Level 0 (Wizzrobe's House):
One small thing, is the Rupee at the end supposed to be in the chest? I see the Flag 10 there which suggests that's the case, but when playing it initially I thought it was (plotwise) taken out of the open chest for some reason. I was also intrigued by the locked chest, because the tile is a boss key chest and unopenable, which is mysterious. And that's cool, but it could leave the player thinking they need to come back and bomb everything later to find something they've missed, and being disappointed when they don't find anything. It doesn't really matter either way, just a first impression thing.
Level 1 (Wyvern Cavern):
A small idea here, feel free to ignore. A new player familiar with Z1 might also get the impression that the ladder is going to be the dungeon item as they traverse the dungeon, and I wonder if there's any way you could hint that that might be the case, or otherwise play with the player's head using design to further engender that response. Thinking of raocow in particular, I don't think he has much idea of what can be done in this engine, so I think every opportunity at creating and subverting player expectations should be taken.
I like the use of ringleaders that are differently-coloured or harder enemies. It works as a simple visual gimmick to break up monotony a bit. I also think that it encourages the player later on to pursue the boss strategy of attacking Aquamentus first rather than the smaller enemies, because other rooms set up that expectation.
About the final boss, I think it's great. It's standard Zelda 1 clashing with the "new" ability to jump, and the added enemies and shots encourage the player to get friendly with the Feather to keep off the ground, which I think is the optimal strategy.
I do think a couple bats would be good in the sideview section, probably in the second room, just to break up monotony. Getting used to sideview platforming is important, and rooms with no enemies to break up action are great, but it's a little dry.
Setting "Never Returns After Death" on the Fire Gleeok enemy type would be kind. Obviously this depends on whether or not someone else used one and wants them to come back from the grave... but I think that would be a design fault. Realizing that both of these guys come back to life is a frustration that diminishes the value of the Heart Container. My two cents.
One more small thing re: warps and the name of the dungeon appearing all the time. There's a flag in DMaps ("Always Display Intro String") that makes it so that the text only appears the very first time you enter the DMap. I personally have this turned off in Level 7, and chose to reiterate the title of the dungeon above the minimap instead. Up to you -- although it would also be good to discuss whether we all want to do small things like this for the sake of visual consistency.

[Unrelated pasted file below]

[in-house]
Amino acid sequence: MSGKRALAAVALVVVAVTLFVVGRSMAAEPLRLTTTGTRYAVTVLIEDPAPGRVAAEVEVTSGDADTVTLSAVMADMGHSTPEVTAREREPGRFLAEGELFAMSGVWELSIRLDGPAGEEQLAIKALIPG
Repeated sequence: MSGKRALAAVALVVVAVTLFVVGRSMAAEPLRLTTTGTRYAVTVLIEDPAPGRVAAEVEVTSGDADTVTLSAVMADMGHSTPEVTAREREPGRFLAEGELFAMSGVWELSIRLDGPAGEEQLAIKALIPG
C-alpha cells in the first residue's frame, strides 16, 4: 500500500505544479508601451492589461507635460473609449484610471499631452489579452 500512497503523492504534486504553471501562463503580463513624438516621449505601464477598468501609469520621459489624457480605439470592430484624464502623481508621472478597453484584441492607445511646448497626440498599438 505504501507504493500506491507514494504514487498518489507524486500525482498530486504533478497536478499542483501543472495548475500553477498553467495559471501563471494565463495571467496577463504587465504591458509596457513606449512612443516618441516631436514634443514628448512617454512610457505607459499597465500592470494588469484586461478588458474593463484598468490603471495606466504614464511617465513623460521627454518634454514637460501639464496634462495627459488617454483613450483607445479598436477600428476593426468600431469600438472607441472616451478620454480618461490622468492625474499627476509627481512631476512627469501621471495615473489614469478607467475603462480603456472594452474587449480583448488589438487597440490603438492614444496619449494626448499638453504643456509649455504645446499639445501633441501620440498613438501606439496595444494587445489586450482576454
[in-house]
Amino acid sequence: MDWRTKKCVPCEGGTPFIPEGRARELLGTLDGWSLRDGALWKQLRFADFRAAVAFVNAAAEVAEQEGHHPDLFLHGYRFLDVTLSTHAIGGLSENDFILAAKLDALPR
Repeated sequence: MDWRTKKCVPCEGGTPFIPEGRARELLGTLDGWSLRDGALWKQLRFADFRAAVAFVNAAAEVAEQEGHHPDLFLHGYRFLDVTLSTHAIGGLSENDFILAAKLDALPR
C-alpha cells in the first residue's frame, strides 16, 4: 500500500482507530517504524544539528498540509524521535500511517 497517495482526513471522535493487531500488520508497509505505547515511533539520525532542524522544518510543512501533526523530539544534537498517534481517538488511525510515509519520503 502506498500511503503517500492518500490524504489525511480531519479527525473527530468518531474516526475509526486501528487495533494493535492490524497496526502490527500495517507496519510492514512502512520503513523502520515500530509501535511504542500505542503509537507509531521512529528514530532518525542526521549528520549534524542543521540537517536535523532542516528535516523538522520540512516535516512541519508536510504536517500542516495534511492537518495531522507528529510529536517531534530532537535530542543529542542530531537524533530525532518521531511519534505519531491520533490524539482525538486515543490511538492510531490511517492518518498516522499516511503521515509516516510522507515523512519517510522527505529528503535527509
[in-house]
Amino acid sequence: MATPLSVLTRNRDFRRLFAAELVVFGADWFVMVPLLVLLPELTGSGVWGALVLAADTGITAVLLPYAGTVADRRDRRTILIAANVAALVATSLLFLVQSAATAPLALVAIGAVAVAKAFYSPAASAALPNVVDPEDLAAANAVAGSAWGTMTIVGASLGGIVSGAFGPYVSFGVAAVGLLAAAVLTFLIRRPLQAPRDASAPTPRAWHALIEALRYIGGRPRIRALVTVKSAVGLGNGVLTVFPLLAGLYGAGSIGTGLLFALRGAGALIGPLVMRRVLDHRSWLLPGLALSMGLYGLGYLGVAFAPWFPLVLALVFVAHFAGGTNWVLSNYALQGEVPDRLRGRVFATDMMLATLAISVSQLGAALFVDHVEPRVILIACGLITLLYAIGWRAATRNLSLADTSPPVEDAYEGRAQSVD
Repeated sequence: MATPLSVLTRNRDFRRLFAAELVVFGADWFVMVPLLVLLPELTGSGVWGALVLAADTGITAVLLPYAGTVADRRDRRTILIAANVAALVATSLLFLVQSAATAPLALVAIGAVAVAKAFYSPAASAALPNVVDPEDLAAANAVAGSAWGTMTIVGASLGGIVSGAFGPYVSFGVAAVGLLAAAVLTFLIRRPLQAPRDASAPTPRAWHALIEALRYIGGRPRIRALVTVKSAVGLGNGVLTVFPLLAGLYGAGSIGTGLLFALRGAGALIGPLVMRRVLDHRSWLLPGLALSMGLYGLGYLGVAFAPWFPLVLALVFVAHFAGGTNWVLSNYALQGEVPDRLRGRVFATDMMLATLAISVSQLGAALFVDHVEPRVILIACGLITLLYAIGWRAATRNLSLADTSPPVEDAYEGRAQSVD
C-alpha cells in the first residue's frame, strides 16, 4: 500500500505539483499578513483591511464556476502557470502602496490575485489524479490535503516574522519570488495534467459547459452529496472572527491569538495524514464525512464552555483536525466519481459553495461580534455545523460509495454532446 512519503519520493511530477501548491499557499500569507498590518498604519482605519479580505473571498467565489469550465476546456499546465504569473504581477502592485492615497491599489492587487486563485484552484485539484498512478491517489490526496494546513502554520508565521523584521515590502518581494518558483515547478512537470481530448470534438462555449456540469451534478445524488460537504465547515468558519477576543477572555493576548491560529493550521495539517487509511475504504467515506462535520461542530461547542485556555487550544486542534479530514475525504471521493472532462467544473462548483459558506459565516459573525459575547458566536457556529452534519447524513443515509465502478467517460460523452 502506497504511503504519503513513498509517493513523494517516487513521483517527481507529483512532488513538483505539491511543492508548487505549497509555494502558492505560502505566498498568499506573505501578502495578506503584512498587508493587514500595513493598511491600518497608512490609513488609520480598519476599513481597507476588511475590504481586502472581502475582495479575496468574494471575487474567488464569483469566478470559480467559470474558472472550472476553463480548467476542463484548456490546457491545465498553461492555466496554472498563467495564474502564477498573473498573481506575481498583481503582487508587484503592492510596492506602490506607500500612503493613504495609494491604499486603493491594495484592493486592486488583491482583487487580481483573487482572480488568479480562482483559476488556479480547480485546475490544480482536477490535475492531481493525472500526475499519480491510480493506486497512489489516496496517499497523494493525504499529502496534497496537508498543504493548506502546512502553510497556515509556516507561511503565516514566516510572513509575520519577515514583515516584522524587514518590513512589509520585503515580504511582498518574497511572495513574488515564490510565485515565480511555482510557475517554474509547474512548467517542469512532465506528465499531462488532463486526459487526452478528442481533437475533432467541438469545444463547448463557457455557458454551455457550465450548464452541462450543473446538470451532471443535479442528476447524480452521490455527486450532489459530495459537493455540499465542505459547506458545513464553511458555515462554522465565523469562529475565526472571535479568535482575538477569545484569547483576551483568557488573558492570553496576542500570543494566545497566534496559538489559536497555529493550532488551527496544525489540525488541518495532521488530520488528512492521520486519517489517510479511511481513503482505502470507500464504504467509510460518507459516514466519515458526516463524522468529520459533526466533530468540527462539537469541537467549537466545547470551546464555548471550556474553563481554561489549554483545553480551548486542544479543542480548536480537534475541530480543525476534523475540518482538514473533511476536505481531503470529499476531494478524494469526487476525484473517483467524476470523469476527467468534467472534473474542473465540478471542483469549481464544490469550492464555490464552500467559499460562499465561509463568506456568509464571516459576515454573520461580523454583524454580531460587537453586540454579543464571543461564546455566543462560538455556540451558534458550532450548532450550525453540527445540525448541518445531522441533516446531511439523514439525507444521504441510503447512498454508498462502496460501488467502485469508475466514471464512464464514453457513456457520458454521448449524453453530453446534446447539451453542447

I don't know who created their dungeon first, but was it intentional to give Level 1 and Level 2 the same CSet? I don't thinkkk so. I don't think it's a problem, and in fact I think it can serve to subtly reassure the player that they're welcome to beat levels 1 and 2 in whatever order they like. But they do feel a little same-y.
Level 2 (Tar Pits)
The bomb hint is good. It's missing a period if you are the sort of person to care.
I had to open up the quest editor to realize that the dark room was a dark room, rather than just a Guy room with no Guy. Now, getting this across would also be accomplished by bumping into one of the blocks and saying, "oh, wait a moment, there's something here" which I didn't do, because I went straight for the doors. It's okay as-is, but if you want to "fix it" I think you can just change the walls and doors to the same CSet as the other combos. Of course, maybe you intend for it to look like an empty Guy room, and if that's the case then I salute you, because it is funny that way if you discover the secret afterwards.
Another dark room bit, and this is more of a bug. If you push the block on the right leftwards before pushing the other block, and keep pushing it leftwards, instead of stopping like you might expect it actually ABSORBS the other block and keeps going. I am going to guess that this is probably not intended behaviour. You can reset it by leaving the room, but it's probably cooler to fix it in ZQuest.
The shop is amusing, but I think it encourages the player to waste their money on bombs when they're about to encounter an unlimited supply in the boss room. If it's anything like Z1, at this point the player is probably rationing their rupees, but if they have low bombs (and since they likely know the boss is coming up) they'll feel justified on filling up. Leaving this shop to just hearts would be cool, but it also strikes me as a good spot to sell the Blue Candle -- player sees a dark room, player splurges on candle and backtracks, player gets use out of the purchase right away and gets reimbursed on part of the price.
The boss is very good. I love the initial confusion when you drop a bomb like a normal Dodongo, and it shoots a ton of fire at you instead of being hurt. The previous Dodongo encounter helps to set that up as well. (Small note, I think that Dodongo should drop a bomb on death since you can get in from the other side.) But when you figure out that you need to stick in a bomb on his fire breath, my personal experience was that it was unclear you had to slash him, and kept feeding him bombs for ages. This loses the player nothing but time since they have infinite bombs, but that also means there's nothing to stop a dummy (i.e. me) from doing it forever. If possible, changing his colour when he's stunned would make it clear, since that would differentiate his behaviour from that of normal BS Dodongos.